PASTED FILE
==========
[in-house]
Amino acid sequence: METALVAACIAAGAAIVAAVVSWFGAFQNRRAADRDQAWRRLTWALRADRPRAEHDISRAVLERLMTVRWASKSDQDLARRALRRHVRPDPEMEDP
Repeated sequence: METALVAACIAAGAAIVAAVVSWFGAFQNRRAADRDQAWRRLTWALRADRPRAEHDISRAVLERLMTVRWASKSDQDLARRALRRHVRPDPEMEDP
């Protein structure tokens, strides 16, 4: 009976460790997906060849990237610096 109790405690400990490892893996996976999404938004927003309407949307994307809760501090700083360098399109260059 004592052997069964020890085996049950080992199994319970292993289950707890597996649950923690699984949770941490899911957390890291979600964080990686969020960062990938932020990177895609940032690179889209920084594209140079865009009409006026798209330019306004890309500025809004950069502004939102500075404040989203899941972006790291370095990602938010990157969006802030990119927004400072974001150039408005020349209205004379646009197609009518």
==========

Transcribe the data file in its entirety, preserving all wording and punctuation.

[in-house]
Amino acid sequence: METALVAACIAAGAAIVAAVVSWFGAFQNRRAADRDQAWRRLTWALRADRPRAEHDISRAVLERLMTVRWASKSDQDLARRALRRHVRPDPEMEDP
Repeated sequence: METALVAACIAAGAAIVAAVVSWFGAFQNRRAADRDQAWRRLTWALRADRPRAEHDISRAVLERLMTVRWASKSDQDLARRALRRHVRPDPEMEDP
């Protein structure tokens, strides 16, 4: 009976460790997906060849990237610096 109790405690400990490892893996996976999404938004927003309407949307994307809760501090700083360098399109260059 004592052997069964020890085996049950080992199994319970292993289950707890597996649950923690699984949770941490899911957390890291979600964080990686969020960062990938932020990177895609940032690179889209920084594209140079865009009409006026798209330019306004890309500025809004950069502004939102500075404040989203899941972006790291370095990602938010990157969006802030990119927004400072974001150039408005020349209205004379646009197609009518």